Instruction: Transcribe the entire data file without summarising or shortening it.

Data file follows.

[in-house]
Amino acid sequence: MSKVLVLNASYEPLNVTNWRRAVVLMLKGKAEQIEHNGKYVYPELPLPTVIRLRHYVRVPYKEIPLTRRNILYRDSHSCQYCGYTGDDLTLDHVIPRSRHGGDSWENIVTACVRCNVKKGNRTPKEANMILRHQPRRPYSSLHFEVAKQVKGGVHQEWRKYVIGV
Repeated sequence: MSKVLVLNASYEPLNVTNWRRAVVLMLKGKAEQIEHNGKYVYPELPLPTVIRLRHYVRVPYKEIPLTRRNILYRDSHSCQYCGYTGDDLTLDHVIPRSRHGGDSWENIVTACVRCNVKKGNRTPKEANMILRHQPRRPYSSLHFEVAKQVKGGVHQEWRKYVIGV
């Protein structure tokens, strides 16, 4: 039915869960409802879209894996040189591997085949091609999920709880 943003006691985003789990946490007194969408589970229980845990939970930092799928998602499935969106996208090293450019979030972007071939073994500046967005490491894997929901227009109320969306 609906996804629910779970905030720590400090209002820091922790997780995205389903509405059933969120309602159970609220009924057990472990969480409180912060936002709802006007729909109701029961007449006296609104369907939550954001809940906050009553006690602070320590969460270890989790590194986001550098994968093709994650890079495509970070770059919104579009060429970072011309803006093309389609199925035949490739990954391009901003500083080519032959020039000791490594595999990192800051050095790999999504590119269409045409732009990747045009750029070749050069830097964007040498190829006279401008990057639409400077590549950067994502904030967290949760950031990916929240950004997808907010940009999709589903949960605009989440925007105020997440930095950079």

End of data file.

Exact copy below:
[in-house]
Amino acid sequence: MSKVLVLNASYEPLNVTNWRRAVVLMLKGKAEQIEHNGKYVYPELPLPTVIRLRHYVRVPYKEIPLTRRNILYRDSHSCQYCGYTGDDLTLDHVIPRSRHGGDSWENIVTACVRCNVKKGNRTPKEANMILRHQPRRPYSSLHFEVAKQVKGGVHQEWRKYVIGV
Repeated sequence: MSKVLVLNASYEPLNVTNWRRAVVLMLKGKAEQIEHNGKYVYPELPLPTVIRLRHYVRVPYKEIPLTRRNILYRDSHSCQYCGYTGDDLTLDHVIPRSRHGGDSWENIVTACVRCNVKKGNRTPKEANMILRHQPRRPYSSLHFEVAKQVKGGVHQEWRKYVIGV
């Protein structure tokens, strides 16, 4: 039915869960409802879209894996040189591997085949091609999920709880 943003006691985003789990946490007194969408589970229980845990939970930092799928998602499935969106996208090293450019979030972007071939073994500046967005490491894997929901227009109320969306 609906996804629910779970905030720590400090209002820091922790997780995205389903509405059933969120309602159970609220009924057990472990969480409180912060936002709802006007729909109701029961007449006296609104369907939550954001809940906050009553006690602070320590969460270890989790590194986001550098994968093709994650890079495509970070770059919104579009060429970072011309803006093309389609199925035949490739990954391009901003500083080519032959020039000791490594595999990192800051050095790999999504590119269409045409732009990747045009750029070749050069830097964007040498190829006279401008990057639409400077590549950067994502904030967290949760950031990916929240950004997808907010940009999709589903949960605009989440925007105020997440930095950079």